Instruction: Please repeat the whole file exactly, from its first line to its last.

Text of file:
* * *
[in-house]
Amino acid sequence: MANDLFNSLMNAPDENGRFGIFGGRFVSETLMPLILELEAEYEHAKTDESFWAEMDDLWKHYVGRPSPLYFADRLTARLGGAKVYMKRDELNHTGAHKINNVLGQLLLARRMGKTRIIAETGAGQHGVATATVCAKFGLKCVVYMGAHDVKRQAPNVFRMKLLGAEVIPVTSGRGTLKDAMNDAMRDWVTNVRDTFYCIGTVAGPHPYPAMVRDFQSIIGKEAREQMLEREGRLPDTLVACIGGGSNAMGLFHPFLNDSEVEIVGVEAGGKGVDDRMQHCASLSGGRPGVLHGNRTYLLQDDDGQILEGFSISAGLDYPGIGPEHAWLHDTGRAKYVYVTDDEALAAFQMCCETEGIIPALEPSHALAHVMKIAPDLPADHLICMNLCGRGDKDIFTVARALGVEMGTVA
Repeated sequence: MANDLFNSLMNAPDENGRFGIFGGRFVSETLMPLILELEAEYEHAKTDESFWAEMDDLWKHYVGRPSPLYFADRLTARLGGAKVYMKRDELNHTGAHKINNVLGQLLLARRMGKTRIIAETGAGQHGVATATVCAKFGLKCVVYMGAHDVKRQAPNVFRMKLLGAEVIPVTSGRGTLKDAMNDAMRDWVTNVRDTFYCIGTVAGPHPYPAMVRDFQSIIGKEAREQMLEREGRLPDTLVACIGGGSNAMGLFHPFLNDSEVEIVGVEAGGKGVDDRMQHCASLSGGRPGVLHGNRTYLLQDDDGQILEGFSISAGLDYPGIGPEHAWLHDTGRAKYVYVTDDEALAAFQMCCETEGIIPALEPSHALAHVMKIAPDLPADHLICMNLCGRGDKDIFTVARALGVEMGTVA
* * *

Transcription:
[in-house]
Amino acid sequence: MANDLFNSLMNAPDENGRFGIFGGRFVSETLMPLILELEAEYEHAKTDESFWAEMDDLWKHYVGRPSPLYFADRLTARLGGAKVYMKRDELNHTGAHKINNVLGQLLLARRMGKTRIIAETGAGQHGVATATVCAKFGLKCVVYMGAHDVKRQAPNVFRMKLLGAEVIPVTSGRGTLKDAMNDAMRDWVTNVRDTFYCIGTVAGPHPYPAMVRDFQSIIGKEAREQMLEREGRLPDTLVACIGGGSNAMGLFHPFLNDSEVEIVGVEAGGKGVDDRMQHCASLSGGRPGVLHGNRTYLLQDDDGQILEGFSISAGLDYPGIGPEHAWLHDTGRAKYVYVTDDEALAAFQMCCETEGIIPALEPSHALAHVMKIAPDLPADHLICMNLCGRGDKDIFTVARALGVEMGTVA
Repeated sequence: MANDLFNSLMNAPDENGRFGIFGGRFVSETLMPLILELEAEYEHAKTDESFWAEMDDLWKHYVGRPSPLYFADRLTARLGGAKVYMKRDELNHTGAHKINNVLGQLLLARRMGKTRIIAETGAGQHGVATATVCAKFGLKCVVYMGAHDVKRQAPNVFRMKLLGAEVIPVTSGRGTLKDAMNDAMRDWVTNVRDTFYCIGTVAGPHPYPAMVRDFQSIIGKEAREQMLEREGRLPDTLVACIGGGSNAMGLFHPFLNDSEVEIVGVEAGGKGVDDRMQHCASLSGGRPGVLHGNRTYLLQDDDGQILEGFSISAGLDYPGIGPEHAWLHDTGRAKYVYVTDDEALAAFQMCCETEGIIPALEPSHALAHVMKIAPDLPADHLICMNLCGRGDKDIFTVARALGVEMGTVA